A few weeks ago, Facebook CEO Mark Zuckerberg confirmed that its development team was working on a “dislike” button as a counter to the “like” button. For years, there has been a running conversation about the desire for a dislike button, and Facebook is finally addressing the call. But what exactly does this mean for the spirit of social media or the social media landscape?
Facebook has always been hesitant to add a dislike button feature, as they felt it would create discontent and even animosity among users. Now, the company feels it is important to provide another way to express empathy and sympathy. Zuckerberg pointed out that “[i]t’s important to give people more options than just ‘like’…not every moment is a good moment.”
Yet, in an age where social media emboldens users, it is terribly easy to fall into a pattern where we are saying, sharing, and posting more than we would care, or be comfortable saying or sharing in a face-to-face – or even phone – conversation. The dislike button (coming whether we marketers like it or not) is a great opportunity to remind ourselves how we can stay graceful in the midst of electronic chatter!
- You’re in good company. Whether you’re posting to a personal account or managing a national brand’s page, it is so important to remember who your followers are. Take that information into account first and foremost, and let it guide what you share and how you share your views.
JetBlue Airways has a major hub in Boston, MA. After the Boston Marathon bombing, the company took a break from its typically posts to express sympathy and offer support for all victims. This simple yet genuine post was sensitive and relevant, and followers appreciated the acknowledgement of the national tragedy.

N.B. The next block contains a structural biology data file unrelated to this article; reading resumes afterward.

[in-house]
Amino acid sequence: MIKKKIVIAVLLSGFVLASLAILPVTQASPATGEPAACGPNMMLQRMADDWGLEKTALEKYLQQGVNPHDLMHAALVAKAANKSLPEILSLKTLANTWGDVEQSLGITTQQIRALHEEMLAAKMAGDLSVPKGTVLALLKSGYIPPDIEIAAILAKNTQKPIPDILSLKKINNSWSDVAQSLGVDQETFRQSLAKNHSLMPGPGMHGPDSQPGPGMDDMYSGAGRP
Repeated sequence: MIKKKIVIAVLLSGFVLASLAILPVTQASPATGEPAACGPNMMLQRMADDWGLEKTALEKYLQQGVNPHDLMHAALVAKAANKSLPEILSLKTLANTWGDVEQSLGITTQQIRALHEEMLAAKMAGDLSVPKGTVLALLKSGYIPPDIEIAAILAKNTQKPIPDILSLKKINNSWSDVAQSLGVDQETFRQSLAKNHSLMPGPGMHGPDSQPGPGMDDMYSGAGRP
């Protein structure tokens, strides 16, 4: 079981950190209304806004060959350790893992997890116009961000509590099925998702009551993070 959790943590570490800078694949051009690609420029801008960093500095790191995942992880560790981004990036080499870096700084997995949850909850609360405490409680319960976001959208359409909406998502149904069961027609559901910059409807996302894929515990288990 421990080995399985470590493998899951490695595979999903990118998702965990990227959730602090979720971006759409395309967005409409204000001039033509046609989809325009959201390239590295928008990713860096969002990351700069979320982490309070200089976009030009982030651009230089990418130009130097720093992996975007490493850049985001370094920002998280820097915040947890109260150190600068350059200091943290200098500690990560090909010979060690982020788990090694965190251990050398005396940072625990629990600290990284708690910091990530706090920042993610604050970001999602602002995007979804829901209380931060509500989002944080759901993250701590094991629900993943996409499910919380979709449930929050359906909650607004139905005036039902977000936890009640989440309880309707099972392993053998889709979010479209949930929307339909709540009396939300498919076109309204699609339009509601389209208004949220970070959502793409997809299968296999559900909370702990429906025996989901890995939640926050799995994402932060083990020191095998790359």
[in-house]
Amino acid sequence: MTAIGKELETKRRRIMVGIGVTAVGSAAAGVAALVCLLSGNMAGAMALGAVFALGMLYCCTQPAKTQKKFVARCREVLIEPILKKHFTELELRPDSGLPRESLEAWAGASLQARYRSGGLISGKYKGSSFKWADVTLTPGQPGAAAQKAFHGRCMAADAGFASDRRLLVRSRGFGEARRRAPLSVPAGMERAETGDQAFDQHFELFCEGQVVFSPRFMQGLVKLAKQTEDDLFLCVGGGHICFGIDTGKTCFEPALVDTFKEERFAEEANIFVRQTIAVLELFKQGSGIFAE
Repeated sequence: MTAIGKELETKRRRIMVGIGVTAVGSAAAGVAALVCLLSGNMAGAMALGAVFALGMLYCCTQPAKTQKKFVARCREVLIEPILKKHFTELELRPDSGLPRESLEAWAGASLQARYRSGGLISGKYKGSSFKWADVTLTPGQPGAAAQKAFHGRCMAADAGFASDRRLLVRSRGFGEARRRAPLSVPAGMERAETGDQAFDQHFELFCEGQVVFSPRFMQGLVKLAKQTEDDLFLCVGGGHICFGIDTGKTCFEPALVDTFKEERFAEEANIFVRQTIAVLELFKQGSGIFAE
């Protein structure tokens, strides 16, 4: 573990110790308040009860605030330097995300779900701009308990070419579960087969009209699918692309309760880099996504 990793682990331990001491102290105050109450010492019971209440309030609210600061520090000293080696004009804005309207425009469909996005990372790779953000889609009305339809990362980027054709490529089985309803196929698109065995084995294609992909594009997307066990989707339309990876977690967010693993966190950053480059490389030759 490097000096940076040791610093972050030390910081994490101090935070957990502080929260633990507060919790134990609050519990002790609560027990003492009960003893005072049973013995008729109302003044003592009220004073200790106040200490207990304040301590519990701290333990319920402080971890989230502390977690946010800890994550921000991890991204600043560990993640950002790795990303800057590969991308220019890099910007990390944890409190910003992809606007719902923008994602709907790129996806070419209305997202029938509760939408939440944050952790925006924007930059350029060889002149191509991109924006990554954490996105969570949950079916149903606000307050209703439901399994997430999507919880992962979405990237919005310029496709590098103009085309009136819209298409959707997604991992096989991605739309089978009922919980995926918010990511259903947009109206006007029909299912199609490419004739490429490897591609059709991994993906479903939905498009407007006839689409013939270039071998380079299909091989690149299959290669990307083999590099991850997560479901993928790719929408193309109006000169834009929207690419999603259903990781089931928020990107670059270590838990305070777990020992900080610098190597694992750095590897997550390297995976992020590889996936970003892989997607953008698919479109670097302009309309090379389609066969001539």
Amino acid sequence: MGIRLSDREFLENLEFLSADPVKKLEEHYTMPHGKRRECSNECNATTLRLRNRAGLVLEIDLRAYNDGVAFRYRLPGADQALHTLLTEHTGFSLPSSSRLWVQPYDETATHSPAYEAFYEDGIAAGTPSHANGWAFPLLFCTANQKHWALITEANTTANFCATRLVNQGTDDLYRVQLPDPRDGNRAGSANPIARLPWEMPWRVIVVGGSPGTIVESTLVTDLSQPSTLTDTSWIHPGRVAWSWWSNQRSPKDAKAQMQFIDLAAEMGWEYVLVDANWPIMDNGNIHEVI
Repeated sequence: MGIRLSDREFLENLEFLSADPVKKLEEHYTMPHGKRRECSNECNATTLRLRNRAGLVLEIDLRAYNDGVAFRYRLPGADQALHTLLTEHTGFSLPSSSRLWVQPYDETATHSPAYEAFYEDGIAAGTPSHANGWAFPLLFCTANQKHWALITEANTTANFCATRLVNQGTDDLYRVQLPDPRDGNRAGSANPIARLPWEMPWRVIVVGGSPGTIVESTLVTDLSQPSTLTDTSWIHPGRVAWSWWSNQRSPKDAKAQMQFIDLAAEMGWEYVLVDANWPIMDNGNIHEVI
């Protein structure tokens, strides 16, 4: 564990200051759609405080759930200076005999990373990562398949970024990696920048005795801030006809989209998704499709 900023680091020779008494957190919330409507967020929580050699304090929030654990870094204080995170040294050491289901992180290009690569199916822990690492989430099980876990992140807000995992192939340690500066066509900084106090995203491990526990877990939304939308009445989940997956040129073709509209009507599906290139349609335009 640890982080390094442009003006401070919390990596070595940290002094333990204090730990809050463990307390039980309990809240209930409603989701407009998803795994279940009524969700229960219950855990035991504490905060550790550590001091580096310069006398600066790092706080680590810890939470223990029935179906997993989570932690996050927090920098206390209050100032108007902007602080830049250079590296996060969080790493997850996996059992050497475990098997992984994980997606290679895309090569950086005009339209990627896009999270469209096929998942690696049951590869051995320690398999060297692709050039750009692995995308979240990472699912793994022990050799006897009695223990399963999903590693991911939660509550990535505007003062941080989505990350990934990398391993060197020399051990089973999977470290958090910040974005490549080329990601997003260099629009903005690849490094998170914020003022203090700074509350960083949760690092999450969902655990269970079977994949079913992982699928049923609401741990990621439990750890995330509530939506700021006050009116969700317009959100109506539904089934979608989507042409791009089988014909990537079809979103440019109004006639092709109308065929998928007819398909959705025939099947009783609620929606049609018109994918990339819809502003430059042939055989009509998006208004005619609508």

- Mind your manner(isms). We all know tone of voice and body language are completely lost when communicating through social media. It’s important to triple check your posts and ensure that you are “reading between the lines” to make sure your message isn’t sub-textually conveying something else. Keep your tone of voice positive, and always keep your message about yourself whenever possible. When in doubt, read your post aloud. If it sounds like it could be offensive, think twice about blasting it out to the universe.
Take, for example, a tweet sent by Kenneth Cole aimed at building buzz for the line’s spring collection. The tweet backfired on the company, however, when followers felt KC was making light of the riots and protests then underway in the city of Cairo.
- Don’t run on. Knowing when to stop – or when to be brief – is key to a mindful social media presence. There is a time and place for everything, even brevity! If you find yourself going for a story instead of a sound byte, switch media and post on your blog instead.
- Nobody is perfect. We all are going to make mistakes, and that is especially true on social media. With the advent of the new dislike button, don’t be afraid to post an apology on Facebook if you overstep your bounds. Even though there may be a couple dissenters, your fans or friends will appreciate the sincerity.
Lilly Pulitzer’s semi-annual sales often overwhelm the company’s ecommerce site, causing downtime and annoyed customers. Their social media team does an excellent job of apologizing for the situation and, taking it a step further, providing situation updates as much as possible.
- Take a breath. Inevitably, someone will have something negative to say about you or your brand. Instead of firing off the first thing that comes to mind, take a step back, allow emotions to settle, then come back to the computer to devise a composed response.
- If you don’t have anything nice to say… don’t say it! Stick to your message. Don’t comment or post about things that have little relevance to your brand or to you personally. If we all listened to our mothers, can you imagine how kind our newsfeeds would look?